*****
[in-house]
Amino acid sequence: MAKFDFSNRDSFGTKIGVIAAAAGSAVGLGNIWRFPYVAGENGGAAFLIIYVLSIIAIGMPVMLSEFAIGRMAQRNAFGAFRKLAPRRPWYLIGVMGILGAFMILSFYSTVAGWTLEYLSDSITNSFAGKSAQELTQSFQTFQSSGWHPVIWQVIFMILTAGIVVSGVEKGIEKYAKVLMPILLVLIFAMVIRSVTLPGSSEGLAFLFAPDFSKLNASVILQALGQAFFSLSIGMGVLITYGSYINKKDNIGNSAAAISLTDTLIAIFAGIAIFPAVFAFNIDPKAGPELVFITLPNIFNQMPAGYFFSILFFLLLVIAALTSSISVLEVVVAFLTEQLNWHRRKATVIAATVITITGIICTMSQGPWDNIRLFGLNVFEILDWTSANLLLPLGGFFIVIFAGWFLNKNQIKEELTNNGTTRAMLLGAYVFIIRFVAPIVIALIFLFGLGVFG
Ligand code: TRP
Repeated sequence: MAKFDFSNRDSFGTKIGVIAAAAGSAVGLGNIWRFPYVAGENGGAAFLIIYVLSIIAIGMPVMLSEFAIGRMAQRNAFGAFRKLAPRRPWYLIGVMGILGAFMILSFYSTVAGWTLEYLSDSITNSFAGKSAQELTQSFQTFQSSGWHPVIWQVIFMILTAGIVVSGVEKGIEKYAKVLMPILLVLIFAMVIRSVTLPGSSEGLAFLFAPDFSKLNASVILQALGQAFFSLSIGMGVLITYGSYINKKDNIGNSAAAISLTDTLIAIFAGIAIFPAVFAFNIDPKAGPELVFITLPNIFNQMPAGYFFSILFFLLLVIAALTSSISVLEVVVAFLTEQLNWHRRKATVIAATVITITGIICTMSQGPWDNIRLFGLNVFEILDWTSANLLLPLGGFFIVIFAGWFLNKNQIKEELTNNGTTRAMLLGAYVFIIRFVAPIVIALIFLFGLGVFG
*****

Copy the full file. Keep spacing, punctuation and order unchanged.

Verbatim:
[in-house]
Amino acid sequence: MAKFDFSNRDSFGTKIGVIAAAAGSAVGLGNIWRFPYVAGENGGAAFLIIYVLSIIAIGMPVMLSEFAIGRMAQRNAFGAFRKLAPRRPWYLIGVMGILGAFMILSFYSTVAGWTLEYLSDSITNSFAGKSAQELTQSFQTFQSSGWHPVIWQVIFMILTAGIVVSGVEKGIEKYAKVLMPILLVLIFAMVIRSVTLPGSSEGLAFLFAPDFSKLNASVILQALGQAFFSLSIGMGVLITYGSYINKKDNIGNSAAAISLTDTLIAIFAGIAIFPAVFAFNIDPKAGPELVFITLPNIFNQMPAGYFFSILFFLLLVIAALTSSISVLEVVVAFLTEQLNWHRRKATVIAATVITITGIICTMSQGPWDNIRLFGLNVFEILDWTSANLLLPLGGFFIVIFAGWFLNKNQIKEELTNNGTTRAMLLGAYVFIIRFVAPIVIALIFLFGLGVFG
Ligand code: TRP
Repeated sequence: MAKFDFSNRDSFGTKIGVIAAAAGSAVGLGNIWRFPYVAGENGGAAFLIIYVLSIIAIGMPVMLSEFAIGRMAQRNAFGAFRKLAPRRPWYLIGVMGILGAFMILSFYSTVAGWTLEYLSDSITNSFAGKSAQELTQSFQTFQSSGWHPVIWQVIFMILTAGIVVSGVEKGIEKYAKVLMPILLVLIFAMVIRSVTLPGSSEGLAFLFAPDFSKLNASVILQALGQAFFSLSIGMGVLITYGSYINKKDNIGNSAAAISLTDTLIAIFAGIAIFPAVFAFNIDPKAGPELVFITLPNIFNQMPAGYFFSILFFLLLVIAALTSSISVLEVVVAFLTEQLNWHRRKATVIAATVITITGIICTMSQGPWDNIRLFGLNVFEILDWTSANLLLPLGGFFIVIFAGWFLNKNQIKEELTNNGTTRAMLLGAYVFIIRFVAPIVIALIFLFGLGVFG